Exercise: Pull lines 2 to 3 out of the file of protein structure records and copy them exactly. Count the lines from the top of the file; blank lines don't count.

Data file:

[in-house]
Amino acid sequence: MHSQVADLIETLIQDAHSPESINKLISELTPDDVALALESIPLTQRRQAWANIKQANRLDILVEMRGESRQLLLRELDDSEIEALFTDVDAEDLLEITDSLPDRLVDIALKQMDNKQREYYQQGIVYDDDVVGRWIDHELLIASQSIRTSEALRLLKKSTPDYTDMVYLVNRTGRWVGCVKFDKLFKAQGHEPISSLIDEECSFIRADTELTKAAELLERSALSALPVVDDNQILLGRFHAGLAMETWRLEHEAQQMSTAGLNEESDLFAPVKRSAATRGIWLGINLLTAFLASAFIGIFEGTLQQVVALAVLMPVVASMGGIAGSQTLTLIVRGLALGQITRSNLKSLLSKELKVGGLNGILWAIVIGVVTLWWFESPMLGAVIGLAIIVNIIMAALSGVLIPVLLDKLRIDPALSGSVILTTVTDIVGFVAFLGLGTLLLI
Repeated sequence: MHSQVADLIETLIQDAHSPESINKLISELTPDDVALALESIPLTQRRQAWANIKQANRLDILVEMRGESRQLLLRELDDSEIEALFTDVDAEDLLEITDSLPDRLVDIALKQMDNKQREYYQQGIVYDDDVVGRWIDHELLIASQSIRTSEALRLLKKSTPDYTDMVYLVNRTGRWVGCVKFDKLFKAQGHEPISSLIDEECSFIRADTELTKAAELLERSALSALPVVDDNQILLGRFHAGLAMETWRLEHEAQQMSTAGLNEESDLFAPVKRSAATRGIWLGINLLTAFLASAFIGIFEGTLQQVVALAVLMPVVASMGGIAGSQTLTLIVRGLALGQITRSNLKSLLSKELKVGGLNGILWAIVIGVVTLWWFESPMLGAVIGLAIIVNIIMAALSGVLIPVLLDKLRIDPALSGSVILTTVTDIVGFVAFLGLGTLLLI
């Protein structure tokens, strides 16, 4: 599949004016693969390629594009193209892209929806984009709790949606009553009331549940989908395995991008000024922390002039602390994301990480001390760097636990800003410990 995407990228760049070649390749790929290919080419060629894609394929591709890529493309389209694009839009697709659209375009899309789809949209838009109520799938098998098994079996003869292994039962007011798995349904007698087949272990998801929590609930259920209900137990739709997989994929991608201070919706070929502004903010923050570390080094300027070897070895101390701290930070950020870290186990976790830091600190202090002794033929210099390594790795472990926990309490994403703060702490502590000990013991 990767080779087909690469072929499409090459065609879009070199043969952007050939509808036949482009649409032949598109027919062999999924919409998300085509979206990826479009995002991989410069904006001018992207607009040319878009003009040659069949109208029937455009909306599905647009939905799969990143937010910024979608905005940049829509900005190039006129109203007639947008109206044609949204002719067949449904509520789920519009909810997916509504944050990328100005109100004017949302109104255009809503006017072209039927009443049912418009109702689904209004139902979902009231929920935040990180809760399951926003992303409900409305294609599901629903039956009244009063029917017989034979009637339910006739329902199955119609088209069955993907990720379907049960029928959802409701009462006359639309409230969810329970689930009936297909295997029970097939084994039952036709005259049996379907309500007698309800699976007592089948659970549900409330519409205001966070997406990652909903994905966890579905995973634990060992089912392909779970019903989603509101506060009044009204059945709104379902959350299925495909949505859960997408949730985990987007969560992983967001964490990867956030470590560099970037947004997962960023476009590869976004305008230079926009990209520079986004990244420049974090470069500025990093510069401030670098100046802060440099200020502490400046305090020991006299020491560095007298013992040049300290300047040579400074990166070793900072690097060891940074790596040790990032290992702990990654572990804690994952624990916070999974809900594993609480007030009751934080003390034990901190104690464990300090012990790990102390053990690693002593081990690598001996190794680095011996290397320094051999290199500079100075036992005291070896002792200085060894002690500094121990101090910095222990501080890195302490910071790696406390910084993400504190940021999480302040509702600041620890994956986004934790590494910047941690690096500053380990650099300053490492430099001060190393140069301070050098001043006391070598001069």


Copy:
Amino acid sequence: MHSQVADLIETLIQDAHSPESINKLISELTPDDVALALESIPLTQRRQAWANIKQANRLDILVEMRGESRQLLLRELDDSEIEALFTDVDAEDLLEITDSLPDRLVDIALKQMDNKQREYYQQGIVYDDDVVGRWIDHELLIASQSIRTSEALRLLKKSTPDYTDMVYLVNRTGRWVGCVKFDKLFKAQGHEPISSLIDEECSFIRADTELTKAAELLERSALSALPVVDDNQILLGRFHAGLAMETWRLEHEAQQMSTAGLNEESDLFAPVKRSAATRGIWLGINLLTAFLASAFIGIFEGTLQQVVALAVLMPVVASMGGIAGSQTLTLIVRGLALGQITRSNLKSLLSKELKVGGLNGILWAIVIGVVTLWWFESPMLGAVIGLAIIVNIIMAALSGVLIPVLLDKLRIDPALSGSVILTTVTDIVGFVAFLGLGTLLLI
Repeated sequence: MHSQVADLIETLIQDAHSPESINKLISELTPDDVALALESIPLTQRRQAWANIKQANRLDILVEMRGESRQLLLRELDDSEIEALFTDVDAEDLLEITDSLPDRLVDIALKQMDNKQREYYQQGIVYDDDVVGRWIDHELLIASQSIRTSEALRLLKKSTPDYTDMVYLVNRTGRWVGCVKFDKLFKAQGHEPISSLIDEECSFIRADTELTKAAELLERSALSALPVVDDNQILLGRFHAGLAMETWRLEHEAQQMSTAGLNEESDLFAPVKRSAATRGIWLGINLLTAFLASAFIGIFEGTLQQVVALAVLMPVVASMGGIAGSQTLTLIVRGLALGQITRSNLKSLLSKELKVGGLNGILWAIVIGVVTLWWFESPMLGAVIGLAIIVNIIMAALSGVLIPVLLDKLRIDPALSGSVILTTVTDIVGFVAFLGLGTLLLI